This I Believe

Samantha - Minnetonka, Minnesota
Entered on June 5, 2006
Age Group: Under 18
Themes: family

I remember the calmness I felt as a child–the reassurance that can only come from believing that your parents know absolutely everything. This knowledge is safety. It’s refreshing the way that small children so willingly believe. I’m not talking about youthful ignorance. I’m referring to the free flowing trust that seems to dry up with age. The trust that doesn’t look for validation in the speaker’s eye movements, but instead in the height of their smile. This trust is an active and healthy imagination at work. At only seventeen, I notice myself listening, but only hearing after I do a reference check by looking beyond words for merit in eye contact and exaggerated pauses. I have grown up. I remind myself to picture the stranger on the corner as a firefighter rather than a criminal and the world brightens with this painting. My young curiosity was insatiable and my questions constantly echoed through my parents ears—“Why does that women wear tennis shoes? I like my sparkling red Dorothy shoes.”, “Where do door handles come from?”, “How many ceiling tiles do restaurants have?”. I didn’t understand the meaning of common knowledge– in my childhood realm nothing was common. Whenever I catch myself now being cynical, I grasp onto a childhood memory as a reminder of how life can be. The smallest droplet of imagination is the most valuable commodity in the world—it is life.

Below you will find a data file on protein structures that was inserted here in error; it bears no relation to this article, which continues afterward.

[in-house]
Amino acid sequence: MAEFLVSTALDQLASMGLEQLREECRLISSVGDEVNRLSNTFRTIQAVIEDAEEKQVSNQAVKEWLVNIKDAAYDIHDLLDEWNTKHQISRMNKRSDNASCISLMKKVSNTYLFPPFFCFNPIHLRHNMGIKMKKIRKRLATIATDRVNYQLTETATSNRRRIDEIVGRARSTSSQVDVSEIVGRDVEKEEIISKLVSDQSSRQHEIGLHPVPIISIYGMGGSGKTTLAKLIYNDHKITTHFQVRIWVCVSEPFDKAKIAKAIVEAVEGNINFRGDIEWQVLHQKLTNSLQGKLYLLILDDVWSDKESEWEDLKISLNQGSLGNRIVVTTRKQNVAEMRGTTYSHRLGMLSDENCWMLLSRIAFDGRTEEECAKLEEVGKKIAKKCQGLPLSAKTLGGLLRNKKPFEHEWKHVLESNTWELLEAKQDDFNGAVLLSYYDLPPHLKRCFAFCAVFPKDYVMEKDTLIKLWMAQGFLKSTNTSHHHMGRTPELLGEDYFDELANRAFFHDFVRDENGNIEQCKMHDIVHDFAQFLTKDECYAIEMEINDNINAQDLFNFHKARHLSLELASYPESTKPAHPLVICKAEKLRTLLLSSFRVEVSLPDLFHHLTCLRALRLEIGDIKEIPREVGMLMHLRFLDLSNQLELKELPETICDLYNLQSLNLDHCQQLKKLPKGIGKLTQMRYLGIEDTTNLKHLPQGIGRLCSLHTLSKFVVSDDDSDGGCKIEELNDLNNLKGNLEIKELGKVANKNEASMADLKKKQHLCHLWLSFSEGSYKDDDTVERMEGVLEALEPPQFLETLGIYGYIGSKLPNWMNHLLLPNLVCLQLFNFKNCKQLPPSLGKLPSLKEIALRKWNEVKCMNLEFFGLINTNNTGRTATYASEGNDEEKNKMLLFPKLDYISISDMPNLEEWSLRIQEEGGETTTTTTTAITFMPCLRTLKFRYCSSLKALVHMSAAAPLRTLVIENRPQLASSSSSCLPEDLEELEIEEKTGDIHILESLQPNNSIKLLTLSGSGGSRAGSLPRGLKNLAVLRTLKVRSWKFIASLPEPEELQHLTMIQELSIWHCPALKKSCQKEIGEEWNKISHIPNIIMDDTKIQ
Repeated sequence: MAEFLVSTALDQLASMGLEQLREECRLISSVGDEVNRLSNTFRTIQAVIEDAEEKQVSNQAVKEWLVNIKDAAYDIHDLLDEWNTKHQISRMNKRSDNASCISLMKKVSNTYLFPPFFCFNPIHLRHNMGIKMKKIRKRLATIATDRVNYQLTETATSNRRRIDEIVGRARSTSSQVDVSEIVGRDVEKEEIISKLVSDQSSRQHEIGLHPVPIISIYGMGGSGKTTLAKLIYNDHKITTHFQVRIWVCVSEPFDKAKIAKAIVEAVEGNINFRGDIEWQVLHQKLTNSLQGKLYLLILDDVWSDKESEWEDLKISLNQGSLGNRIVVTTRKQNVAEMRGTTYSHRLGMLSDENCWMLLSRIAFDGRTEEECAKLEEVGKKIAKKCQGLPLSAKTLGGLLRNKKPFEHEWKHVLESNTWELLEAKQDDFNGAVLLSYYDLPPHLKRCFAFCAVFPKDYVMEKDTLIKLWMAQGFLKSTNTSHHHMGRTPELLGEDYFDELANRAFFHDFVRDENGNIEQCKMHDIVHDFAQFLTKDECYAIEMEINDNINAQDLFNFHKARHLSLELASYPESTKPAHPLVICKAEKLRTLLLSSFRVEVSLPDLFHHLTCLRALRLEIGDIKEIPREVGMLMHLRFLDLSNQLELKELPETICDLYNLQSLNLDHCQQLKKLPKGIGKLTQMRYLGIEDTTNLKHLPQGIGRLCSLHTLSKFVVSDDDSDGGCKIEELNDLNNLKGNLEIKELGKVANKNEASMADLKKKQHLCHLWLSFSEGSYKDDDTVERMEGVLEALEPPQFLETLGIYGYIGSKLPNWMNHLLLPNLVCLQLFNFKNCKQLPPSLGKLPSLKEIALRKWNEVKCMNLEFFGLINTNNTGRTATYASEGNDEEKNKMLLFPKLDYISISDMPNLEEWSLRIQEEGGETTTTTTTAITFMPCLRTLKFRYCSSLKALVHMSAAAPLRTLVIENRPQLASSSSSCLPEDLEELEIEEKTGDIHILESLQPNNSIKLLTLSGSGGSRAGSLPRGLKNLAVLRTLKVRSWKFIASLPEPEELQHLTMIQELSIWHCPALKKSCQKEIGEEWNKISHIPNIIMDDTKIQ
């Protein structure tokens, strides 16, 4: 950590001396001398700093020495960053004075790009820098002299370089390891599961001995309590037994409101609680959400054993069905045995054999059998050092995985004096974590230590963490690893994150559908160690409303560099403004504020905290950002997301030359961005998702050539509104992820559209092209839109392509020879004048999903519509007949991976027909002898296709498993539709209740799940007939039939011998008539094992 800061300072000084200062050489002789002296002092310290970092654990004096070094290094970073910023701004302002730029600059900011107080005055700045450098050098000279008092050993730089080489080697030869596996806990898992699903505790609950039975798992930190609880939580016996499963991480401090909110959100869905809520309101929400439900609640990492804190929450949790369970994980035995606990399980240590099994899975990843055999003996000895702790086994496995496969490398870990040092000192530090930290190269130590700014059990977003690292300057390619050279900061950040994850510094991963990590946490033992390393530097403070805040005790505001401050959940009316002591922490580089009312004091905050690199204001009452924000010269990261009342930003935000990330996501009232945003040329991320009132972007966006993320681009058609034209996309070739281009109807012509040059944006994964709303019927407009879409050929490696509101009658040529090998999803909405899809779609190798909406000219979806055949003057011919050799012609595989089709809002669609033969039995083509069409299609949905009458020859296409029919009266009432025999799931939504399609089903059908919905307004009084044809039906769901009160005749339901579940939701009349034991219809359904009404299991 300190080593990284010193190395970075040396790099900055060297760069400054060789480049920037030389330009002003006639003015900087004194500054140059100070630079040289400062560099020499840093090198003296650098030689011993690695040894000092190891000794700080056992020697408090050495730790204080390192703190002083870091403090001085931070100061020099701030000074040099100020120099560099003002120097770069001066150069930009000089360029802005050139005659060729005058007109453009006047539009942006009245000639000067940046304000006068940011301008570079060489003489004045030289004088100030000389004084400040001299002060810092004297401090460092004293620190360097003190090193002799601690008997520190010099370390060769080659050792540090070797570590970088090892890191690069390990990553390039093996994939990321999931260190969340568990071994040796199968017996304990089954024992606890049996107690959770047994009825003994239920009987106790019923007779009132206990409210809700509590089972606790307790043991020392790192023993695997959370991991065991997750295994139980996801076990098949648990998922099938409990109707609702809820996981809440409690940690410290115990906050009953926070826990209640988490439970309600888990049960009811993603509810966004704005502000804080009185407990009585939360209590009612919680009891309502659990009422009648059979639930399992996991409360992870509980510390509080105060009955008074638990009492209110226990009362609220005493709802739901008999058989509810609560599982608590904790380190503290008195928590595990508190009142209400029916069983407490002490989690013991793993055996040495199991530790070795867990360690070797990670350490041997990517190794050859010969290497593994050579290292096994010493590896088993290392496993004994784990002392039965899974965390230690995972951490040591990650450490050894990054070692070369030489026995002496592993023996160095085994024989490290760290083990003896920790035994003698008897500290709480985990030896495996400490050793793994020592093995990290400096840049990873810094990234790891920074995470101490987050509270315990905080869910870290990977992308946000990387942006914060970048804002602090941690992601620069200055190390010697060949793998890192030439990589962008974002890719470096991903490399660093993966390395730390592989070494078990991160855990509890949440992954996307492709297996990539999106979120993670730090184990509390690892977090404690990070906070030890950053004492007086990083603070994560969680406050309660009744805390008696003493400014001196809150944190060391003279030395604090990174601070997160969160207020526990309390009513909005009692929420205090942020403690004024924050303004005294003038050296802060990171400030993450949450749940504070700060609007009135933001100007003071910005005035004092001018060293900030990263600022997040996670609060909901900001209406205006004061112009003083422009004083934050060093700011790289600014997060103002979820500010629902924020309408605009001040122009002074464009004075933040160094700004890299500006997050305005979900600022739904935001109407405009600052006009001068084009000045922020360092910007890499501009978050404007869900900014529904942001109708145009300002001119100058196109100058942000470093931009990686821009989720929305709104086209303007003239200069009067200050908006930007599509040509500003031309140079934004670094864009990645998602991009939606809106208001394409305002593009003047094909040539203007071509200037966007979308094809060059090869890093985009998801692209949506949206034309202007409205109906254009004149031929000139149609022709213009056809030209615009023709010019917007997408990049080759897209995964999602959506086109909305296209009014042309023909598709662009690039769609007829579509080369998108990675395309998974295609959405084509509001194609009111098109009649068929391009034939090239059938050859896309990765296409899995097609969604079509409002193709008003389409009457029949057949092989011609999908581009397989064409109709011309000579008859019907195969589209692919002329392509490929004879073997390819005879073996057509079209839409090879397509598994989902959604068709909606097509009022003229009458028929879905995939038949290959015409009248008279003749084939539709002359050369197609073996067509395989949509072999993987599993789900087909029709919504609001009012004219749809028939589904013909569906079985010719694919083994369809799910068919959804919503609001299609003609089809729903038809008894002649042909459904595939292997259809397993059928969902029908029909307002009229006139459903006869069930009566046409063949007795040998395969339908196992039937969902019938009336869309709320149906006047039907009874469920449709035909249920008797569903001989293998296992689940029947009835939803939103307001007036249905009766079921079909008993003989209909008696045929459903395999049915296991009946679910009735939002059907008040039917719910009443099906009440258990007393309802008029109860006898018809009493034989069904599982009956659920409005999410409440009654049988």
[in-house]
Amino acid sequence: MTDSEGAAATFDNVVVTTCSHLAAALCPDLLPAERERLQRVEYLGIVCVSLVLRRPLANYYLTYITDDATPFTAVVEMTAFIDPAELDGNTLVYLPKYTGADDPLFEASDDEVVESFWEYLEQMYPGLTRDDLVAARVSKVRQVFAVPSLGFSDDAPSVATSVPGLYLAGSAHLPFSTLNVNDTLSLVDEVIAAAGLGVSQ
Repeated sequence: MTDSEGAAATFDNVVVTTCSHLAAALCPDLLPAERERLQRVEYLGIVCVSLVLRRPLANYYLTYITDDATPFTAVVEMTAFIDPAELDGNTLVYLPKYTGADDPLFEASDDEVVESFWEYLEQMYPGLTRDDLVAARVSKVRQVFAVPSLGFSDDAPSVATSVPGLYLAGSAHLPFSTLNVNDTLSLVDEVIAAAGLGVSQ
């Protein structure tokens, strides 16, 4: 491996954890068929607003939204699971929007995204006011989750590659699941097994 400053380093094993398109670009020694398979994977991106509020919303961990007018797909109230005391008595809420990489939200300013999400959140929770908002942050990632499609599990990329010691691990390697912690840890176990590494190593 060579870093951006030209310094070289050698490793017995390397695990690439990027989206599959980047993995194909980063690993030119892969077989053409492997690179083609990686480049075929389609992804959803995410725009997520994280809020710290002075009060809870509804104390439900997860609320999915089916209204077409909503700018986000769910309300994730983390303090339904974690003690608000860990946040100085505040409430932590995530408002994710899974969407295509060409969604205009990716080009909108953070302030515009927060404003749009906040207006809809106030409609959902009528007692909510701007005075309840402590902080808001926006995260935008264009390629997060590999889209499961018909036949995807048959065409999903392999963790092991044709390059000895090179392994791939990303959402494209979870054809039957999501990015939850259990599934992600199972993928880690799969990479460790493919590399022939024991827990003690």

I grew up somewhere between realizing that my parents couldn’t answer every question and that adults everywhere don’t agree on how the world works. When I was six my sister asked me at a family dinner, “where does skin come from?” Despite coming from a conservative Jewish family I instantly responded, “Jesus makes skin! Jesus makes everything!”. My parents both looked at one another shocked and than back at my smiling face. My parents calmly explained to me that our family only believes in the teachings of the Old Testament. Still smiling –blinded to the present ideological difference—I responded, “That’s ok I still think that Jesus makes skin”, which was quickly followed by my younger sister’s, “Me too!”. I was pleased by an imagination at work. My parents saw a clash with the world outside of our home while I imagined a man fixing scrapped knees like the ice cream man who fixes tears with popsicles.

When my parents still towered above me like wise oak trees and still led me through the world by holding my hand they seemed everything except human. In retrospect I was and can still be the one leading them. While they gave me life, I in turn showed them with smiles and ideal perceptions how to embellish their own. I realize now that it’s ok to be led by someone who makes the best homemade strawberry shortcake and whipped cream, but couldn’t begin to explain why fish scales need to sparkle. My parents had grown up long ago–Today, I will pretend that they still know everything.